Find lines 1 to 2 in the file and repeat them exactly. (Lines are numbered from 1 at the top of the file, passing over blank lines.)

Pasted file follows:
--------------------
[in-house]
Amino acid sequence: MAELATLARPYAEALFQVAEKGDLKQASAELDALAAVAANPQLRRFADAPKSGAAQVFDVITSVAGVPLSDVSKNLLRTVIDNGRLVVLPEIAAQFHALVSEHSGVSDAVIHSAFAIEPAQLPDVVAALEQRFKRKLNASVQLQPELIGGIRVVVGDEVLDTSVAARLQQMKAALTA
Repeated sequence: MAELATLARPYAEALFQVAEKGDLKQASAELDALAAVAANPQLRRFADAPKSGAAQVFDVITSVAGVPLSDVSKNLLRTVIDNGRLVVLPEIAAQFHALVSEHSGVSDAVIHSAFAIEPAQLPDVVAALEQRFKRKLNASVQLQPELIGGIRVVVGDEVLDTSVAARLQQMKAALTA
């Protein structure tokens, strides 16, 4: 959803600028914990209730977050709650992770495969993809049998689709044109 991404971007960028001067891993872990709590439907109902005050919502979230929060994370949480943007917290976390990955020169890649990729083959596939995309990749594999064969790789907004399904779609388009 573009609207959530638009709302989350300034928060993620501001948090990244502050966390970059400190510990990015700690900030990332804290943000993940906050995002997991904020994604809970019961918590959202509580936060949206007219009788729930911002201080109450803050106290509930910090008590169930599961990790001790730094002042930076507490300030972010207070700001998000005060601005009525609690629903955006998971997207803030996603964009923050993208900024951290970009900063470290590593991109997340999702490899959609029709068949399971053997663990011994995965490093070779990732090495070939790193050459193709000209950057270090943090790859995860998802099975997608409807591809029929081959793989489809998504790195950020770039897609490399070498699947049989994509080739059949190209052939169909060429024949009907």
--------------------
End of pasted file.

[in-house]
Amino acid sequence: MAELATLARPYAEALFQVAEKGDLKQASAELDALAAVAANPQLRRFADAPKSGAAQVFDVITSVAGVPLSDVSKNLLRTVIDNGRLVVLPEIAAQFHALVSEHSGVSDAVIHSAFAIEPAQLPDVVAALEQRFKRKLNASVQLQPELIGGIRVVVGDEVLDTSVAARLQQMKAALTA